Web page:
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Group Dynamics

post #1 of 4
Thread Starter 
Rather than hijack my own thread on trust and confidence, I thought that the issue of group dynamics would be an interesting issue to explore. This was my last reply in the other thread:

Speaking of competitiveness, the way an instructor deals with this group dynamic can have a strong influence on a students trust and confidence. I have this theory that there are two types of students in any physical activity group.

These are the people who always have to be right behind the instructor, if not ahead of them. In a fitness class, they always have to be in the front line.

These are the people who thrive on team spirit. They will encourage their fellow students and compliment them. They accept compliments humbly and graciously.

While I am of the later type, ironically, I am often up front when skiing with my regular Sunday class. This is not because I'm so good. Since I live at altitude, I am sometimes the only person in class who is breathing properly. If another student expresses any envy whatsoever of my speed {which, btw, I still find hilarious!} I will explain this to them. Then I will try to stay at the back of the group.

If I'm in a group where the other participants are more competitive and jockish, I can get traumatized if the instructor allows this to go too far. This is where the confidence/trust issue comes in. Competitors are usually capable of taking care of themselves. They are, for the most part, less concerned with how much they trust the instructor, because they have a reasonable degree of self-trust.

Nurturers are so busy being supportive to other class mates that they often forget to take care of themselves. In a mixed group, these are the people who may need ressurance from the instructor that their skill level is in fact on the par with the their more competive classmates.

Group dynamics is a large part of why people return to a particular class. I know of some students who adore a certain instructor, but will not return to their regular group lessons because they do not like the learning style of the other students.
One of the many reasons I enjoy returning to my regular Sunday group is that I enjoy skiing with some of the students who return regularly. Last Sunday, a 16 year old girl was placed in our group. When Mike told her we would work on cleaning up technique in the morning, then proceed to ski blue and black diamond bump runs, she started whining "can't we ski double blacks?" I looked at Mike and pointed up to the higher level group. Even though I had the suspicion that she was really not technically good enough to ski double blacks, I didn't want to ski with a teenager with attitude. He moved her up, but as suspected, in the ski-off, her skills showed much to be desired. However, they kept her in the higher level group, which, IMHO was a good thing. Her attitude would have destroyed the congenial atmosphere of our group.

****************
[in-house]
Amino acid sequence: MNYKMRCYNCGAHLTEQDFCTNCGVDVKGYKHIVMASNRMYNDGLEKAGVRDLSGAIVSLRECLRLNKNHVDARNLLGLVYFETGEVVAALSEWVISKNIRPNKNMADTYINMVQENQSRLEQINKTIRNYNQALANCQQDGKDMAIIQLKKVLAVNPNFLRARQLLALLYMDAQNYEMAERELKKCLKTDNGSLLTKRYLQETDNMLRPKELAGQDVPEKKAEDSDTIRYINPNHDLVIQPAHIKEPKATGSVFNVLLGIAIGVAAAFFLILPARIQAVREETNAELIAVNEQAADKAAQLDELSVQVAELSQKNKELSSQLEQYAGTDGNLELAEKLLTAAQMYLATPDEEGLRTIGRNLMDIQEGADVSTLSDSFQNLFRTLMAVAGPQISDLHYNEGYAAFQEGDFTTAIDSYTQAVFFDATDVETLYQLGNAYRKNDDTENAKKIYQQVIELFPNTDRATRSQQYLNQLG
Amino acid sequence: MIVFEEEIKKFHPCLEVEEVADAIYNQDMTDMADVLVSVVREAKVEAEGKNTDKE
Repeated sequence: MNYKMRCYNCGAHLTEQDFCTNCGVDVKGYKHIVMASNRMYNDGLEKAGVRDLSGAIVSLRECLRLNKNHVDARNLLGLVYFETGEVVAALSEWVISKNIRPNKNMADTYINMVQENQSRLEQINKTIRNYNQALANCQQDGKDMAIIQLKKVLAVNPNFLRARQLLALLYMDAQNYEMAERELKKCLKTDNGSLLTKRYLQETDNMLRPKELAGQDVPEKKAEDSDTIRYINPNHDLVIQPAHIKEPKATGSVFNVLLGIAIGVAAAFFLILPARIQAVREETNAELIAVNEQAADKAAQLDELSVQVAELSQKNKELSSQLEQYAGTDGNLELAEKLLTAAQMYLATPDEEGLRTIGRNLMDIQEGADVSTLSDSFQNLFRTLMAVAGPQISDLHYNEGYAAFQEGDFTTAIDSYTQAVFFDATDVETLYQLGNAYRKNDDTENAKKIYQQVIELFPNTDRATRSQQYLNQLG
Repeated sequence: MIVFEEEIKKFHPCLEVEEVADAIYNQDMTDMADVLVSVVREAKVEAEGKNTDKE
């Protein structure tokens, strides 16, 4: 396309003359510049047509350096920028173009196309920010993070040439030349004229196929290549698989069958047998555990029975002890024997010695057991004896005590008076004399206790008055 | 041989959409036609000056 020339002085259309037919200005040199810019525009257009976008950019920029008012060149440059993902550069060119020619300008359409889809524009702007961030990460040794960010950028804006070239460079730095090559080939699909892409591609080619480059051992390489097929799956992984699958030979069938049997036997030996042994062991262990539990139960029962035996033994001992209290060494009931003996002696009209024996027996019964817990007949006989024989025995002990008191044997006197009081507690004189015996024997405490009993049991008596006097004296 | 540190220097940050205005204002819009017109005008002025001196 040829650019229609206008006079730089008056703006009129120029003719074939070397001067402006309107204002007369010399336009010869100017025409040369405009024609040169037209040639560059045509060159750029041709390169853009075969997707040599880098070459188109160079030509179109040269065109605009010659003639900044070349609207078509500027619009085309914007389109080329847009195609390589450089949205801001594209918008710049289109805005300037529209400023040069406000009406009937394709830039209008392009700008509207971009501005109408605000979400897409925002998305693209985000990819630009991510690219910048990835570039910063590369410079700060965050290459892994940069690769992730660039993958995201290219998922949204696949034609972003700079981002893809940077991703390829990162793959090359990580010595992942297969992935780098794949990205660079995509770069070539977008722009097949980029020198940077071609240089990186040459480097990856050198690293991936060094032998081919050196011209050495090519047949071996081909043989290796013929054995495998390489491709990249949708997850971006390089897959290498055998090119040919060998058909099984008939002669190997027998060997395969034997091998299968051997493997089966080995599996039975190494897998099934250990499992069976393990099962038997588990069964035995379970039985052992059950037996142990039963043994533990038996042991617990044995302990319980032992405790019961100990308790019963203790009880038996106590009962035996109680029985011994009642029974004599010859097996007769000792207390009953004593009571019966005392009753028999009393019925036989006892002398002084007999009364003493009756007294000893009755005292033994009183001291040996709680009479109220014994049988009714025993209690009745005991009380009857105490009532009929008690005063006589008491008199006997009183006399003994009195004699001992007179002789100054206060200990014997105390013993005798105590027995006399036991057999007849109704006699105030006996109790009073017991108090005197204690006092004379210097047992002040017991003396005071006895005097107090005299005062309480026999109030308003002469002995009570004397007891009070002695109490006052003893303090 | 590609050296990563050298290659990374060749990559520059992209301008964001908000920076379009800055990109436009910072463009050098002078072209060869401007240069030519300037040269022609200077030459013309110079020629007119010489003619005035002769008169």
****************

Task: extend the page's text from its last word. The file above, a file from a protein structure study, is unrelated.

How much of group dynamics influences the suscess or failure of a class?
post #2 of 4
Ever read "In the Yikes Zone, Conversions With Fear" by Mermer Blakeslee ? Lot's of good stuff on group dynamics. Most of the book contains reallife examples of dealing with various personality types on the slopes. Excellent reading for any instructor or serious skier.
post #3 of 4
Thread Starter 
I just re-read Mermer's chapter on group dynamics. Some good stuff. She speaks of how different people in a group react to skiing challenging terrain. Some get totally macho, some get withdrawn and quiet, some chit chat endlessly. I am one of those people who get very quiet. If I am around a chit chatter, I have a strong urge to shove a ski pole down their throat!

In the particular group that Mermer was describing, macho man was annoying to the others in the group. She had him go down the chute at Snowbird first, so that the others would not have to listen to him. One woman had a fear of narrow terrain. Mermer made sure to have the others give her space when she skied down the chute.

Now that I take class on a regular basis, I realize that it's not only an instructor that can help me push my limits, it's the group. In any given lesson, I may have a different reaction to skiing a particular trail with a particular group. People who constantly wipe out too close to me for comfort tend to agitate me, as well as people who load the chairlift too early and end up siiting where I'm supposed to sit, without having a clue that they should at least move over.

Damn! Ski instructors have a hard job!
post #4 of 4
Originally Posted by Lisamarie
Damn! Ski instructors have a hard job!
Not really, but the things you pointed out do show why good instructors have to be good at skiing and understanding people and their actions/behaviors. Getting people to work together when they are seemingly confrontational personality types can be difficult, but can be done. I often joke about being 1/2 ski intructor, 1/2 psychologist.
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